Thyroid Calcification

Some Facts About Thyroid Calcification

Our thyroid gland is prone to a number of conditions and disorders, one of them being thyroid calcification. Thyroid abnormalities occur most often, but by no means only, in older people. The three most commonly encountered disorders are hypothyroidism, hyperthyroidism, and the presence of thyroid nodules. It is this latter disorder where thyroid calcification often plays a significant role.




The Parathyroid Gland And Calcium Levels - Behind the thyroid gland are what are called parathyroid glands. These are endocrine glands, usually four in number whose function is to regulate the levels of calcium in the bloodstream. Our muscles and nervous systems require that the calcium levels be maintained within a relatively narrow range, in order to function properly under certain conditions, the parathyroid glands may become hyperactive, just as the thyroid gland itself may become hyperactive. When the parathyroid glands become hyperactive, the calcium levels in the blood will rise significantly and calcification of soft tissue may result. Those familiar with osteoporosis recognize the condition as that of having excessive calcium deposits in bone, or ossification. When soft tissue is affected, the process is called calcification.

As mentioned at the beginning, one of the common problems with the thyroid gland may be the formation of solid or fluid filled lumps in the thyroid itself. These lumps are known as nodules, a small percentage of which may be cancerous though the great majority of them are not. The combination of the presence of thyroid nodules, and a hyperactive parathyroid gland, can sometimes result in one or more of these nodules becoming calcified. Other tissue within the thyroid may become calcified as well, but it is the nodules that represent the greatest concern.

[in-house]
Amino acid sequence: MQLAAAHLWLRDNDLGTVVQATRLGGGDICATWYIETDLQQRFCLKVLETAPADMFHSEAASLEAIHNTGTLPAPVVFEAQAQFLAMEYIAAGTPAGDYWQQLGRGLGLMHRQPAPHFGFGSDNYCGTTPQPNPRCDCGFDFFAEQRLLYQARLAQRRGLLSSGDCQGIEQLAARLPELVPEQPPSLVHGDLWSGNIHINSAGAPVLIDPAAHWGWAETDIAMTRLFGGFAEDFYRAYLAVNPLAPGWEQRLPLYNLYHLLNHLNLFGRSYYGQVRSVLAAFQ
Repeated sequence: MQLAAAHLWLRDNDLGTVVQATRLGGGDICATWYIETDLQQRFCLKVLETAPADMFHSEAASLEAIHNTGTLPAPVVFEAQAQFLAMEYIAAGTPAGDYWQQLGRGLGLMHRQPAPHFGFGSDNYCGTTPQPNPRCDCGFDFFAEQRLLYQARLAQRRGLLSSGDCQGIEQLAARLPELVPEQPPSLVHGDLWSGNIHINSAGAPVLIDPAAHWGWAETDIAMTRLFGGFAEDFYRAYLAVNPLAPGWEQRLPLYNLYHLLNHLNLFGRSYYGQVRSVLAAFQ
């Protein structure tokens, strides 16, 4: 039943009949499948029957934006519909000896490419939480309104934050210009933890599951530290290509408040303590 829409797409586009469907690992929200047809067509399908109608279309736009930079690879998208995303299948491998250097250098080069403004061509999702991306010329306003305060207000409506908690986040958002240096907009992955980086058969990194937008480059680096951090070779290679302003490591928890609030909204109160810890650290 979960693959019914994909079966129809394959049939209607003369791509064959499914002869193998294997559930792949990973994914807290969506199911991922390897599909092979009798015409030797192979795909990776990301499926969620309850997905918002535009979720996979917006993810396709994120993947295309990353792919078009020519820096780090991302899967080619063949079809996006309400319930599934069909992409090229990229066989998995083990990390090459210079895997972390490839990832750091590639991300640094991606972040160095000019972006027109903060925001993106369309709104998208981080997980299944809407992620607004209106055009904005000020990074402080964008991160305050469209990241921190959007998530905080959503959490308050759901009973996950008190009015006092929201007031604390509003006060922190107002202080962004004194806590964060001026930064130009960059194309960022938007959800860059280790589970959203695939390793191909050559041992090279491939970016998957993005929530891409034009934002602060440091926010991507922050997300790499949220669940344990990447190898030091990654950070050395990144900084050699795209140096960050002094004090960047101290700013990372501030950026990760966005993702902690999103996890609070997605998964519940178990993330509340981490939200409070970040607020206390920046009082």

Calcified nodules, detected by ultrasound or other imaging techniques were in the past regarded as being of little consequence, a disorder of sorts to be sure but nothing more. Further testing however has shown that while only a small fraction of nodules which may be present in the thyroid gland are ever cancerous, a fairly high percentage of nodules which are calcified have been determined to be malignant. Thyroid calcification then, is much more of a serious problem than was originally believed.

Diagnosis Can Be Tricky - The problem facing medical practitioners is that it can be quite difficult to determine though imaging techniques whether or not a given nodule represents a danger to the patient. There are so many different types of thyroid problems, exhibiting such a wide range of symptoms that making an accurate diagnosis can sometimes be quite difficult. Diagnosis can be particularly difficult in older women. To begin with, women are more frequently affected with thyroid problems than are men. In older women, especially those suffering from osteoporosis, a through examination of the thyroid gland can become difficult as ossification in the bones may have caused changes in the woman's anatomy, often masking problems, such as calcification, which may be present in the thyroid.

A Dangerous Though Uncommon Condition - Although the high rate of malignancy associated with a calcified thyroid nodule is a rather scary statistic, the fact remains that such a condition is quite uncommon. Most people have thyroid nodules at some stage, and for the most part, their lives remain unaffected, as the nodules are benign. Whether calcification of a nodule causes the nodule to become malignant, or a malignant nodule is more apt to become calcified, is not completely clear. The real problem however lies in the difficulties there can be in detecting the condition. Fortunately, when a calcified thyroid nodule is present, it can often be felt by the patient, causing significant discomfort at times, as the enlarged thyroid exerts pressure against surrounding tissue. The condition can even cause lumps on the chest and difficulty in breathing.